Filler FAQs: lips, under-eye, jawline, chin, cheeks

Filler FAQs: lips, under-eye, jawline, chin, cheeks with Galderma Aesthetics

Filler treatments have become increasingly common in the last decade. Today, fillers are used to treat many different things and not only wrinkles, as was the case in the very beginning. The wide use of fillers raises many questions, for beginners as well as for those who are more knowledgeable. Here you will find answers to common questions such as how much lip filler you need, if a chin filler can migrate, what a jawline filler really is and much more.


How much lip filler do I need?

How much lip filler we may need varies depending on what kind of result we desire. To get an approximate idea, we can look at lip filler packages. 

For example, the lip filler Restylane® KYSSE™ comes in 1 mL packages.1 This gives us a good indication of a typical volume for a lip filler treatment.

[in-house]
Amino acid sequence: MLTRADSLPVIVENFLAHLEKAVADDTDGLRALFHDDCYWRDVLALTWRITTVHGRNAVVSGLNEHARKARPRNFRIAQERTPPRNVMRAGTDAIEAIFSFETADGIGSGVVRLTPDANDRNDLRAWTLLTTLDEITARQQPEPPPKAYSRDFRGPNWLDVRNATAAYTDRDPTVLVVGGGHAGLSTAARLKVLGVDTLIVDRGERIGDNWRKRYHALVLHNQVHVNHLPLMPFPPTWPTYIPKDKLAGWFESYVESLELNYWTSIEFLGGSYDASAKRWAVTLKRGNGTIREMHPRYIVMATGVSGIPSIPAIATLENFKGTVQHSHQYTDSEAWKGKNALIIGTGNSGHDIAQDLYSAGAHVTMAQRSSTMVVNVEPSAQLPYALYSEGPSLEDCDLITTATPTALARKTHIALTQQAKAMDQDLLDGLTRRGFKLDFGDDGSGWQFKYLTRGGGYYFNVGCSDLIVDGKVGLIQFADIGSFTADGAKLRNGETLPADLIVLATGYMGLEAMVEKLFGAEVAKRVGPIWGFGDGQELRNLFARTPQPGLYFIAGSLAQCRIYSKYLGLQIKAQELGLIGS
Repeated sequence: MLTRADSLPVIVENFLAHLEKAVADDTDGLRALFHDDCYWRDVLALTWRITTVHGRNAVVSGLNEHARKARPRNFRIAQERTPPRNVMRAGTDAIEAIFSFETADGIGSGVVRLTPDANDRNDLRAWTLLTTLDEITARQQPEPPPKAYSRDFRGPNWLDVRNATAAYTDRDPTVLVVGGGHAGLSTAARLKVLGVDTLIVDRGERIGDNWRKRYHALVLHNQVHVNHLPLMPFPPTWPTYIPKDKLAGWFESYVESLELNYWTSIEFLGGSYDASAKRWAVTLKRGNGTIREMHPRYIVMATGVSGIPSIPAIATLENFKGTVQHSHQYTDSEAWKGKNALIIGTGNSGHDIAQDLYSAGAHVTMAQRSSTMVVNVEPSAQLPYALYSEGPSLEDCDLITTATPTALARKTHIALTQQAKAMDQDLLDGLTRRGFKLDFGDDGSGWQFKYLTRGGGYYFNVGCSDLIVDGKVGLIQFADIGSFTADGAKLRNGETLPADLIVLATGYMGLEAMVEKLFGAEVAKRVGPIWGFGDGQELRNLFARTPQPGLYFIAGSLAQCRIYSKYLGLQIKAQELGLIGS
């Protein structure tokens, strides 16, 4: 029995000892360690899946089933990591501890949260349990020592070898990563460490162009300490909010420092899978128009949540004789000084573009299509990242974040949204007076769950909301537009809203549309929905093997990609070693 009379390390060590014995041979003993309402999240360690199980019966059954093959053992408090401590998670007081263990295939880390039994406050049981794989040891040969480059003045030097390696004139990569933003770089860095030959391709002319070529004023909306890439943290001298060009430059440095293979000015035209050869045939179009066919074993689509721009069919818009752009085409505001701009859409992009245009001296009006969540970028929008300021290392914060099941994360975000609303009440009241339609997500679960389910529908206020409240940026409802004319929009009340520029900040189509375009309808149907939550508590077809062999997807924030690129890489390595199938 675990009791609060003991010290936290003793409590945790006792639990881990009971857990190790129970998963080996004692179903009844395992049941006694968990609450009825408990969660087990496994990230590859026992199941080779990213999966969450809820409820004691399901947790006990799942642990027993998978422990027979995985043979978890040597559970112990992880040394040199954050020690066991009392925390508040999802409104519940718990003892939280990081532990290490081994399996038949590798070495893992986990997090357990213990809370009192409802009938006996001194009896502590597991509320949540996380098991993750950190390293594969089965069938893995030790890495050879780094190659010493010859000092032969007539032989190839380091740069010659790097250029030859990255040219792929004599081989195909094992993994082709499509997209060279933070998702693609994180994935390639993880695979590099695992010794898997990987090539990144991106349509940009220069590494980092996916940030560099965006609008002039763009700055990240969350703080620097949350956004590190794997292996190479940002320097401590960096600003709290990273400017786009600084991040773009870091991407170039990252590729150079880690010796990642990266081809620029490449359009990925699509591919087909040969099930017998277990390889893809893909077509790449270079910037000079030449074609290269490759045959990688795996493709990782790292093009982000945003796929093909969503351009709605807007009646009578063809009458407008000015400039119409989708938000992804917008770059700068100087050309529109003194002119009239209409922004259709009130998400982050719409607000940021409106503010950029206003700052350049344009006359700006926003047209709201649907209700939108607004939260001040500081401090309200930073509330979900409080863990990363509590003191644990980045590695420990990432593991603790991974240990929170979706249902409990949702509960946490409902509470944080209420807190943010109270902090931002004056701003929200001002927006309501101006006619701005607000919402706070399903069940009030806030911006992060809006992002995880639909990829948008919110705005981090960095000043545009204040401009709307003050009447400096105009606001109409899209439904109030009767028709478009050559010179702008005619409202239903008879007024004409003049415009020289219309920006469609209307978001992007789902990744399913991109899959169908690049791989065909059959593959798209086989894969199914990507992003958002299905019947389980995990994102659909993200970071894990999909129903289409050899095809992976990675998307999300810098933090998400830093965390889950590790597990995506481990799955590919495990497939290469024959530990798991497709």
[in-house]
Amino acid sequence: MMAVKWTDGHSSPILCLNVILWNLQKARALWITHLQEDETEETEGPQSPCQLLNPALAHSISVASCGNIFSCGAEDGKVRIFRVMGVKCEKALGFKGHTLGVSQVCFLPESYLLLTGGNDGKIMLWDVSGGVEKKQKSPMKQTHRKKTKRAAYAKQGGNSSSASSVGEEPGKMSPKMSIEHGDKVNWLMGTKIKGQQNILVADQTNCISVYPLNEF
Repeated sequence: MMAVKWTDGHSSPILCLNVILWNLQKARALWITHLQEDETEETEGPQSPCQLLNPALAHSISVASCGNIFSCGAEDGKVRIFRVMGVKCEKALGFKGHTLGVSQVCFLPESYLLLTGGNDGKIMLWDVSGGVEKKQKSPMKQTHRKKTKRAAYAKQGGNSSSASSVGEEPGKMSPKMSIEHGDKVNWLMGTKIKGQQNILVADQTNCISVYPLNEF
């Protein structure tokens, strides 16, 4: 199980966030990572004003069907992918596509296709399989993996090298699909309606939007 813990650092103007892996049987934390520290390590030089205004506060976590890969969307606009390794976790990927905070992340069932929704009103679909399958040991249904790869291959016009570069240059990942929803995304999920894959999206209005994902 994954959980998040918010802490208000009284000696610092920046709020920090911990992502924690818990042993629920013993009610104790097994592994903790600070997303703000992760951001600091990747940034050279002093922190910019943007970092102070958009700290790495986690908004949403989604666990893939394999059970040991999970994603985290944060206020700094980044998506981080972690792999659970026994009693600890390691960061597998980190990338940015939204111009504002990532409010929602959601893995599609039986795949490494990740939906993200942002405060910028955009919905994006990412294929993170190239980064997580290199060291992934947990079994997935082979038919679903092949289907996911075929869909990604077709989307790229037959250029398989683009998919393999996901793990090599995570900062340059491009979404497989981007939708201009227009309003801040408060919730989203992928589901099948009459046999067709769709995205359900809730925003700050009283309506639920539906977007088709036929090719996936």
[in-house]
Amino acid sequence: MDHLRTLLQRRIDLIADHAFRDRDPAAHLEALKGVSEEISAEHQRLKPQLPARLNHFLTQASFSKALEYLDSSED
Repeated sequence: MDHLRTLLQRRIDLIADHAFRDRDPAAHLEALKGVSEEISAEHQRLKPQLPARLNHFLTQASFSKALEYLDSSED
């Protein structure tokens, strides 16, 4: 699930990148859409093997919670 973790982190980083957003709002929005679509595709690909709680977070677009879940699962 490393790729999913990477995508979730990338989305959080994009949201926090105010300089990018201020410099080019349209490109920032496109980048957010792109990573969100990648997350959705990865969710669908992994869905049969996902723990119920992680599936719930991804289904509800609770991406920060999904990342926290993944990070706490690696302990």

If we want to make smaller tweaks to our lips, for example to make the two halves of the lips more even in size, create a better balance between the upper and lower lip, or create more definition to our lips, we may need less lip filler volume than 1 mL. 

If we want to go from very thin lips to full, voluptuous lips, we may need a bit of patience. If too much lip filler is injected at the same time, some of the lip filler might migrate into surrounding tissues. A better idea could be to increase the lip volume step by step by having two or more lip filler treatments some months apart. A qualified healthcare practitioner will know how to create the lips we desire without unwanted results. 


How long does an under-eye filler last?

Under-eye fillers are used when there is lack of volume under the eyes, that is, to treat hollowed, sunken or tired eyes and dark circles under the eyes. 

We are all individuals and it’s difficult to answer exactly how long an under-eye filler lasts for each one of us. However, when we look at clinical studies, we can get a general idea.